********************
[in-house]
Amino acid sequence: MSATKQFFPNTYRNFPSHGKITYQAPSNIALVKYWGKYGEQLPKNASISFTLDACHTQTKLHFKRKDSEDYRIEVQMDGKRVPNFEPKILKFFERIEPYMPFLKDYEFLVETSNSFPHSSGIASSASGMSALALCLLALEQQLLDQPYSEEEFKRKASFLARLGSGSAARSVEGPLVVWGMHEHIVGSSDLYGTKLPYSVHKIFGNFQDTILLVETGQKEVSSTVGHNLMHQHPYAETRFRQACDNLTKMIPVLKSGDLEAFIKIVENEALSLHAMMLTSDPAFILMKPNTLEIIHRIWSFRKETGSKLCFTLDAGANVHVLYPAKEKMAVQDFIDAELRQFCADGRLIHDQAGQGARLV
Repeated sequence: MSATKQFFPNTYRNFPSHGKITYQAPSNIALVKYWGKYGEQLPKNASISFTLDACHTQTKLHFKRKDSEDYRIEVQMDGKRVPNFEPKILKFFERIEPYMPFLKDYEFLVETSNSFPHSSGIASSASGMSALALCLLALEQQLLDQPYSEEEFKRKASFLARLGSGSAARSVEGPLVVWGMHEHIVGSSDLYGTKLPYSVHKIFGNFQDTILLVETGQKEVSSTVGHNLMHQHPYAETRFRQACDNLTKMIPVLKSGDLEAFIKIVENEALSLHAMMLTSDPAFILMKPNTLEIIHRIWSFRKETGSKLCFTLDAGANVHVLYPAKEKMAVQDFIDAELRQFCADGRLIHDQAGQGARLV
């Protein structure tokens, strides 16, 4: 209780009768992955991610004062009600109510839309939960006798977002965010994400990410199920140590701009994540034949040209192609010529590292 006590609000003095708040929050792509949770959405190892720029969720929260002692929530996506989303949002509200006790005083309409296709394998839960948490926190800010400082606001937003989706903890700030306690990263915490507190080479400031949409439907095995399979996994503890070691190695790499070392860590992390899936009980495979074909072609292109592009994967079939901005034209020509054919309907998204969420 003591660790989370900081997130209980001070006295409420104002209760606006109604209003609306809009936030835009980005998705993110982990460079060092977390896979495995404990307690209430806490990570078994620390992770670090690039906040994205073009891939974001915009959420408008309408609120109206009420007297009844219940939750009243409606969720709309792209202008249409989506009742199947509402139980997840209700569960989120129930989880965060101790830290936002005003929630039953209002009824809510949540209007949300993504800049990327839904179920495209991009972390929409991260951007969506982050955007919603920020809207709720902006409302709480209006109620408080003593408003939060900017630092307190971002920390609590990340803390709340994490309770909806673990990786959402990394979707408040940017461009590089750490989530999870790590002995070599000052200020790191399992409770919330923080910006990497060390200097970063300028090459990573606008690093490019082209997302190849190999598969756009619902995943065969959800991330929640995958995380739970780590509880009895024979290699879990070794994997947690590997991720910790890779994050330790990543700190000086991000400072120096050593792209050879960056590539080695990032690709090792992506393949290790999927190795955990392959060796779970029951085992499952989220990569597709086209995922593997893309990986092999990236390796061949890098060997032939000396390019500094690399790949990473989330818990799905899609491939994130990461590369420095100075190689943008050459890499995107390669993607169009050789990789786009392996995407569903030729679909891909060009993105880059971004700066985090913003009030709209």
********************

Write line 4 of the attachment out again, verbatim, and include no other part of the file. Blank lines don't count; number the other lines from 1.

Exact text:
């Protein structure tokens, strides 16, 4: 209780009768992955991610004062009600109510839309939960006798977002965010994400990410199920140590701009994540034949040209192609010529590292 006590609000003095708040929050792509949770959405190892720029969720929260002692929530996506989303949002509200006790005083309409296709394998839960948490926190800010400082606001937003989706903890700030306690990263915490507190080479400031949409439907095995399979996994503890070691190695790499070392860590992390899936009980495979074909072609292109592009994967079939901005034209020509054919309907998204969420 003591660790989370900081997130209980001070006295409420104002209760606006109604209003609306809009936030835009980005998705993110982990460079060092977390896979495995404990307690209430806490990570078994620390992770670090690039906040994205073009891939974001915009959420408008309408609120109206009420007297009844219940939750009243409606969720709309792209202008249409989506009742199947509402139980997840209700569960989120129930989880965060101790830290936002005003929630039953209002009824809510949540209007949300993504800049990327839904179920495209991009972390929409991260951007969506982050955007919603920020809207709720902006409302709480209006109620408080003593408003939060900017630092307190971002920390609590990340803390709340994490309770909806673990990786959402990394979707408040940017461009590089750490989530999870790590002995070599000052200020790191399992409770919330923080910006990497060390200097970063300028090459990573606008690093490019082209997302190849190999598969756009619902995943065969959800991330929640995958995380739970780590509880009895024979290699879990070794994997947690590997991720910790890779994050330790990543700190000086991000400072120096050593792209050879960056590539080695990032690709090792992506393949290790999927190795955990392959060796779970029951085992499952989220990569597709086209995922593997893309990986092999990236390796061949890098060997032939000396390019500094690399790949990473989330818990799905899609491939994130990461590369420095100075190689943008050459890499995107390669993607169009050789990789786009392996995407569903030729679909891909060009993105880059971004700066985090913003009030709209």